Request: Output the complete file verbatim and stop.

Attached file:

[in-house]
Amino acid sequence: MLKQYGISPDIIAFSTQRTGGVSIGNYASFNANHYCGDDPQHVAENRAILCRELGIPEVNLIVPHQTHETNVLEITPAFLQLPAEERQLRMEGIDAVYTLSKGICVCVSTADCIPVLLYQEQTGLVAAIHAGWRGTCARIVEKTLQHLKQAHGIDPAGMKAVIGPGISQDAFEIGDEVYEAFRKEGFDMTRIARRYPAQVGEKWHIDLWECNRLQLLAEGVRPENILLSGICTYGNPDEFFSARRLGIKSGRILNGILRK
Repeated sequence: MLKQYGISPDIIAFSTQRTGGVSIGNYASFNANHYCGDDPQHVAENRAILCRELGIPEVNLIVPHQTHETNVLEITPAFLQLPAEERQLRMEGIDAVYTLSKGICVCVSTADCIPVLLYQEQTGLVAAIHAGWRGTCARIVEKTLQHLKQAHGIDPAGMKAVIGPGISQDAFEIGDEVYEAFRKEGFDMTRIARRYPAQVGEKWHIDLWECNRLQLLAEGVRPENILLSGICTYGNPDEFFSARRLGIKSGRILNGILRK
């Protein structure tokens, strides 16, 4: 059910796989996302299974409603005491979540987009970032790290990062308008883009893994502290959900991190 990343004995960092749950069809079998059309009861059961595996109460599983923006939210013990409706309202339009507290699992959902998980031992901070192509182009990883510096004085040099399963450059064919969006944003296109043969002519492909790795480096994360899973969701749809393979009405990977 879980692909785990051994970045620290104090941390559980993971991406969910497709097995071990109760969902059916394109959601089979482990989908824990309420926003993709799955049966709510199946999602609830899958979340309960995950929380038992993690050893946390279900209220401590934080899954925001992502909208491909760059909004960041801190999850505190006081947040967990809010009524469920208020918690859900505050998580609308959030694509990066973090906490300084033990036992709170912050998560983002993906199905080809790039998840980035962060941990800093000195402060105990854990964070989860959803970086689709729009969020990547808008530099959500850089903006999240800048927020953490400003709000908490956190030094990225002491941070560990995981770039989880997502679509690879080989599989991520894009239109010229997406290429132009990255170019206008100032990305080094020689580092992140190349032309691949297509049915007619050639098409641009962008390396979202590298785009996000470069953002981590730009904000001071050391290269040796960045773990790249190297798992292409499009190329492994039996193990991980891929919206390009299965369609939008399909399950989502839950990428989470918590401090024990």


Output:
[in-house]
Amino acid sequence: MLKQYGISPDIIAFSTQRTGGVSIGNYASFNANHYCGDDPQHVAENRAILCRELGIPEVNLIVPHQTHETNVLEITPAFLQLPAEERQLRMEGIDAVYTLSKGICVCVSTADCIPVLLYQEQTGLVAAIHAGWRGTCARIVEKTLQHLKQAHGIDPAGMKAVIGPGISQDAFEIGDEVYEAFRKEGFDMTRIARRYPAQVGEKWHIDLWECNRLQLLAEGVRPENILLSGICTYGNPDEFFSARRLGIKSGRILNGILRK
Repeated sequence: MLKQYGISPDIIAFSTQRTGGVSIGNYASFNANHYCGDDPQHVAENRAILCRELGIPEVNLIVPHQTHETNVLEITPAFLQLPAEERQLRMEGIDAVYTLSKGICVCVSTADCIPVLLYQEQTGLVAAIHAGWRGTCARIVEKTLQHLKQAHGIDPAGMKAVIGPGISQDAFEIGDEVYEAFRKEGFDMTRIARRYPAQVGEKWHIDLWECNRLQLLAEGVRPENILLSGICTYGNPDEFFSARRLGIKSGRILNGILRK
């Protein structure tokens, strides 16, 4: 059910796989996302299974409603005491979540987009970032790290990062308008883009893994502290959900991190 990343004995960092749950069809079998059309009861059961595996109460599983923006939210013990409706309202339009507290699992959902998980031992901070192509182009990883510096004085040099399963450059064919969006944003296109043969002519492909790795480096994360899973969701749809393979009405990977 879980692909785990051994970045620290104090941390559980993971991406969910497709097995071990109760969902059916394109959601089979482990989908824990309420926003993709799955049966709510199946999602609830899958979340309960995950929380038992993690050893946390279900209220401590934080899954925001992502909208491909760059909004960041801190999850505190006081947040967990809010009524469920208020918690859900505050998580609308959030694509990066973090906490300084033990036992709170912050998560983002993906199905080809790039998840980035962060941990800093000195402060105990854990964070989860959803970086689709729009969020990547808008530099959500850089903006999240800048927020953490400003709000908490956190030094990225002491941070560990995981770039989880997502679509690879080989599989991520894009239109010229997406290429132009990255170019206008100032990305080094020689580092992140190349032309691949297509049915007619050639098409641009962008390396979202590298785009996000470069953002981590730009904000001071050391290269040796960045773990790249190297798992292409499009190329492994039996193990991980891929919206390009299965369609939008399909399950989502839950990428989470918590401090024990």